is a deciduous shrub noted for its brightly colored, tightly clustered berries that remain on the bush into winter. Other common names are American beautyberry and American mulberry.
About This Plant
Fast-growing deciduous shrubs, beautyberries grow 4 to 8 feet tall and wide. Plant them in a natural woodland setting under tall shade trees or as an informal hedge along the perimeter of a property. Beautyberries have small, lavender-pink, lilac-like flowers in spring, followed by vivid purple or white berries in fall. The berries attract birds, as well as provide winter color. Although the berries are edible, they aren't the most desired food of birds and often hang on the bush into late winter. The foliage turns an attractive yellow in fall.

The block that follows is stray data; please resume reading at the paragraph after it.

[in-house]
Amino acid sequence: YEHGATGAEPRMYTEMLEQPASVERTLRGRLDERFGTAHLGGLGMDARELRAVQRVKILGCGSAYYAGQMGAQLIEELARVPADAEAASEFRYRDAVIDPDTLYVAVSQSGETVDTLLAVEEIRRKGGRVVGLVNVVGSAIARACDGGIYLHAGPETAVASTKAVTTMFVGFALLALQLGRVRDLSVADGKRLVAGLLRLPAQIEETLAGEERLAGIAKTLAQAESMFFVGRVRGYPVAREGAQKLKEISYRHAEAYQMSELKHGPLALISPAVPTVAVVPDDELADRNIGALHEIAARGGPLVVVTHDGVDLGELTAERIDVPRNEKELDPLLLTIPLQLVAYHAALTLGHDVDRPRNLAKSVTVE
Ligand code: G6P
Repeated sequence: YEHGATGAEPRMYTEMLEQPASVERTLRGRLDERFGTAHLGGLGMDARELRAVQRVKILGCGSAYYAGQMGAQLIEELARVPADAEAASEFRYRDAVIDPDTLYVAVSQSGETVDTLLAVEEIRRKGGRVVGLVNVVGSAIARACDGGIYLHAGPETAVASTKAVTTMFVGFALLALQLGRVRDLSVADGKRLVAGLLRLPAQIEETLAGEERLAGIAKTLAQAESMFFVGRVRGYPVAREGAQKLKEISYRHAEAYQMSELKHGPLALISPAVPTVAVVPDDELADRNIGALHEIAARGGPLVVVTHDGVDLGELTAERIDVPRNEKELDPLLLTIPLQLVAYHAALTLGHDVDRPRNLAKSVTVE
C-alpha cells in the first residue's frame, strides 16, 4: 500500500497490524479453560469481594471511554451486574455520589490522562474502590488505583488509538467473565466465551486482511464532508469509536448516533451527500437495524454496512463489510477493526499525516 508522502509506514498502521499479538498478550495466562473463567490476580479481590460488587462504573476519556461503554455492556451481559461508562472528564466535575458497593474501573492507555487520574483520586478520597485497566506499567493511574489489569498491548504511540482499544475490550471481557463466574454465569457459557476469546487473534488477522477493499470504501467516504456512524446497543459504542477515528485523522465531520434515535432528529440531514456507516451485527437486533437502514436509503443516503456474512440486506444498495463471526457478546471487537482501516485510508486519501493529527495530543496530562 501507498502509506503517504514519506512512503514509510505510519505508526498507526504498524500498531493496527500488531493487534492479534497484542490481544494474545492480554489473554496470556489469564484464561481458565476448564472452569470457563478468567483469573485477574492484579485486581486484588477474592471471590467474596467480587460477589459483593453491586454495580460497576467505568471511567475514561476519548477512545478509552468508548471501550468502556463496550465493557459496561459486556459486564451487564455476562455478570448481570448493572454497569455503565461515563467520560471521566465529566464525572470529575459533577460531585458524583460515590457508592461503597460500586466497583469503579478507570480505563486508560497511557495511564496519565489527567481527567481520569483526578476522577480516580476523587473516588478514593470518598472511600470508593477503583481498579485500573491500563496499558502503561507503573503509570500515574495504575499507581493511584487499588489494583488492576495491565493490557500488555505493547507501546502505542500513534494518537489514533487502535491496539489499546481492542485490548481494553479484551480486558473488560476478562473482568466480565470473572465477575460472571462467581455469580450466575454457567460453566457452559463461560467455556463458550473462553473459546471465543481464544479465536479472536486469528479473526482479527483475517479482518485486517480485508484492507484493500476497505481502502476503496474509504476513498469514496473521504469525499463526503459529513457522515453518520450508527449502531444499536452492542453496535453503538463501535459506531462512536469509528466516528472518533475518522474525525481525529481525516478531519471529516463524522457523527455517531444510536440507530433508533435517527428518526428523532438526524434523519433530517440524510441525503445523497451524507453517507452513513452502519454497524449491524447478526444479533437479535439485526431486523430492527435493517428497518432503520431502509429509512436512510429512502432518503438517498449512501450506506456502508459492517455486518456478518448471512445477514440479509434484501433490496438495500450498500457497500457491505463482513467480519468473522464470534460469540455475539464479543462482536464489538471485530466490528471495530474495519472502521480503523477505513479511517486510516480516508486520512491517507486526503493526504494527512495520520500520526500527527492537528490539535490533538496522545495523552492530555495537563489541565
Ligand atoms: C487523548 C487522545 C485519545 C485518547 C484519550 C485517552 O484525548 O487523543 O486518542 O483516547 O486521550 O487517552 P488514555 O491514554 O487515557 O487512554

Select a site with light shade and very well-drained soil.
Plant in spring or fall, spacing plants 4 to 6 feet apart. Dig a hole only as deep as the rootball and two to three times as wide. If your soil is in very poor condition, amend the soil you've removed from the hole with a small amount of compost. Otherwise don't amend it at all. Carefully remove the plant from the container and set it in the hole. Fill the hole half full with soil, then water it well to settle the soil and eliminate air pockets. Let the water drain, then fill the remainder of hole with soil and water thoroughly.
Beautyberries prefer at least an inch of rain (or equivalent watering) each week, although they can endure short periods of drought. Beautyberry generally doesn't need pruning; the shrub has an open form, and branches naturally hang down when weighted with berries. Beautyberry generally has few pest problems.